As I have already mentioned this stretch of coastline was pretty abused by the coal industry up until the early 90’s (can you believe that?) and nature is doing its damndest to recover, time will tell but even now it has a kind of rugged charm.

As we walked on down into Seaham, there is quite a bit of industry on the south side (which I guess is a good thing) and evidence of activity in the port – big piles of coal? and scrap metal? Ugly but again a good thing if it means employment.

The outskirts were pretty grim with scrubby litter strewn areas but once you got into town you could see that areas were being regenerated and in some places looking sucessfully thriving. Down by the marina, aside from this sculpture dedicated to the lifeboat crews….

There were a number of little shops and cafes and a nice atmosphere with this harbour beach a bit of a bonus…

Just beyond the harbour wall is The Slope beach a small stone and shingly sand crescent shaped beach…

Around the headland (Featherbed Rocks) at the start of the Promenade was probably the nicest memorial garden I have seen….

Shortly we were looking down onto Seaham Beach a long beach with a mix of stone, sand and shingle….

We wandered along the lower promenade which judging by all the stones strewn across it is frequently battered by the waves and joined the beach a little further on, out of the reach of the incoming tide.

Too busy with Sunday afternoon walkers and sea glass hunters – from 1850 to 1921, Seaham was home to the largest bottle making plant in the UK, with all the waste glass ending up in the sea and now much sought after (pity the same can’t be said for the coal waste dumped along this coastline too!).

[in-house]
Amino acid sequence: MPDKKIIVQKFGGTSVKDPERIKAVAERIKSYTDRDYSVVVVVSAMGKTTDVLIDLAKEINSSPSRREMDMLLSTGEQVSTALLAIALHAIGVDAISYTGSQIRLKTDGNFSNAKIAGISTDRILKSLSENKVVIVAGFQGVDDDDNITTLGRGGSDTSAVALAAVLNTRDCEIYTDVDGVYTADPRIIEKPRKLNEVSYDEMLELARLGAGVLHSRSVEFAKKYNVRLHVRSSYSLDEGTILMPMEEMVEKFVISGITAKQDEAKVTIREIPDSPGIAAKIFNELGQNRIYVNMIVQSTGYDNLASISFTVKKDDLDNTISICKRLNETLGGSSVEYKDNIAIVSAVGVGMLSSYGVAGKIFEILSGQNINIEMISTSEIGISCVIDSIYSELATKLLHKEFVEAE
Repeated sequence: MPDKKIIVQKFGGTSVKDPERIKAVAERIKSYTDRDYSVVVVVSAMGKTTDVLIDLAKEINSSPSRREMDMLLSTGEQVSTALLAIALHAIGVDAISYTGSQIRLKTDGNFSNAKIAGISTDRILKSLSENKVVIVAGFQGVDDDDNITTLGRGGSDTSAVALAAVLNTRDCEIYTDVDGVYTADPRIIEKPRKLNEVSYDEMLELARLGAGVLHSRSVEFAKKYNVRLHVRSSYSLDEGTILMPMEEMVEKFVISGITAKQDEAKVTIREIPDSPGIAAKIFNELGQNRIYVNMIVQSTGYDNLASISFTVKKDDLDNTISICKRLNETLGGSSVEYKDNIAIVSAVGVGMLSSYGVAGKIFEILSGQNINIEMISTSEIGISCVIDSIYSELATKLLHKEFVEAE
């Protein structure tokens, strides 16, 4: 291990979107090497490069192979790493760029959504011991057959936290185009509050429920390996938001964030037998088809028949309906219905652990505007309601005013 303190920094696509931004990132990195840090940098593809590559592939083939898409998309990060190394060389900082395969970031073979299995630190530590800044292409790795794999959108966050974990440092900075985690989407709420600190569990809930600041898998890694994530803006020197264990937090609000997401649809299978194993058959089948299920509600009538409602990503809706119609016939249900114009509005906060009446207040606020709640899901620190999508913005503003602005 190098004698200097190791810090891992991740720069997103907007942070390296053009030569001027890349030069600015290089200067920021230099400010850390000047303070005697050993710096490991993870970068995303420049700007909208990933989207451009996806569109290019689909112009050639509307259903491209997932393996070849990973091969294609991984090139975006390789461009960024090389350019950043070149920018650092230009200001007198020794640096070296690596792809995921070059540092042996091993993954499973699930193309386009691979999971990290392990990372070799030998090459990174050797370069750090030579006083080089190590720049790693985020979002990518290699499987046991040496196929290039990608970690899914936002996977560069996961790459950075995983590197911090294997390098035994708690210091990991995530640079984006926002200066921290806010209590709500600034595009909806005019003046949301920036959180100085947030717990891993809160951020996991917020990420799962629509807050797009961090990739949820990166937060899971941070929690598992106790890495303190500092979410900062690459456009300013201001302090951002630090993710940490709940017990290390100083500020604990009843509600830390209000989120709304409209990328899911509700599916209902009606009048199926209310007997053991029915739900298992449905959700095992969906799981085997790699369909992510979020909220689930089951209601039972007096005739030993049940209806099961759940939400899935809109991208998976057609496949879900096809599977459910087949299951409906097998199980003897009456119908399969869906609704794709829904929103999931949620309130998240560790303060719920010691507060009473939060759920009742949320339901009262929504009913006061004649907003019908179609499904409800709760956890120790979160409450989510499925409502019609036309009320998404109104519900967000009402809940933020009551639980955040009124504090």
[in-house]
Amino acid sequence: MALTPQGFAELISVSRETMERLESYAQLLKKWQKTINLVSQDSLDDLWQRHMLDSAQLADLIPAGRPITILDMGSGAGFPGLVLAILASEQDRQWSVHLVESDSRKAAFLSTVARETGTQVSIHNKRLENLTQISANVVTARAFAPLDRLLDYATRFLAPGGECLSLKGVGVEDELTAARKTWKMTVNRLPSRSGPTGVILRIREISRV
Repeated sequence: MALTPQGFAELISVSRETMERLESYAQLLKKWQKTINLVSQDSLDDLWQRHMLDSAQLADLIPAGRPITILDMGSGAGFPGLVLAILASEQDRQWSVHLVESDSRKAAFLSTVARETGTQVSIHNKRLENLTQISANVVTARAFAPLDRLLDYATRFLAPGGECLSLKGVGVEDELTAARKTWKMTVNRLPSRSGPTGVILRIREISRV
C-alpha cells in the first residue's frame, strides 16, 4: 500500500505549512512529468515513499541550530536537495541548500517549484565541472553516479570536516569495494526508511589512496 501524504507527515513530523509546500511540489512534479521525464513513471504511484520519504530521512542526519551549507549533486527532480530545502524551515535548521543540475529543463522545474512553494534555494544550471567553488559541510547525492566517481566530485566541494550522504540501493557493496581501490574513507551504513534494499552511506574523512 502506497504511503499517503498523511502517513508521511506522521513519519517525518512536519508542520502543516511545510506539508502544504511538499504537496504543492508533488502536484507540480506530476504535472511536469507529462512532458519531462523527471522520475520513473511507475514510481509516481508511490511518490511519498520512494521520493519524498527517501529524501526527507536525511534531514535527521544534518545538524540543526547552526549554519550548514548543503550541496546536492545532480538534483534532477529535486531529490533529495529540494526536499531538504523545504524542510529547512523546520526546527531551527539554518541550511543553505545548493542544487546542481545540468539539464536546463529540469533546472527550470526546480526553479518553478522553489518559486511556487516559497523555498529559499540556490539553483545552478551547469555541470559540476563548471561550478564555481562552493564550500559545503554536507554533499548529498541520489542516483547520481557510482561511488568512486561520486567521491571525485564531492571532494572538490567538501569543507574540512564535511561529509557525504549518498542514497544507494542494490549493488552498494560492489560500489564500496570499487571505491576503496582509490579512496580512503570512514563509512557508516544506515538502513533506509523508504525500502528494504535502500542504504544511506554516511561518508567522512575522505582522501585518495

Poppydog and I enjoyed a leisurely stroll along the beach before returning the way we came. The sun coming out and just catching the waves though too low to catch the beach.

The sun also glinting off this sculpture ‘The 3 Pits’ (took a bit of figuring out but essentially the profile of the 3 pits that previously stood along this coastline).

It has a way to go big it is good to see an area coming back to life and made for a pleasant Sunday afternoon 7 mile walk.

A riverside walk for us today…

A wet night and pretty miserable start to the day though fortunately the rain moved on by lunchtime. Not wishing to get caught up in the Friday afternoon traffic (no matter where we go we have to use the busy A19 or A66) we decided to just take a walk along the river. We took the riverside walk along the south side of the river heading towards Stockton-on-Tees. It isn’t particularly an interesting walk as the riverside properties are either new housing, modern University Campus or modern office units, all very boxy in style and even the area built around a sort of mini Venice lacks any charm…

Bridges are in my opinion the only eye catching features….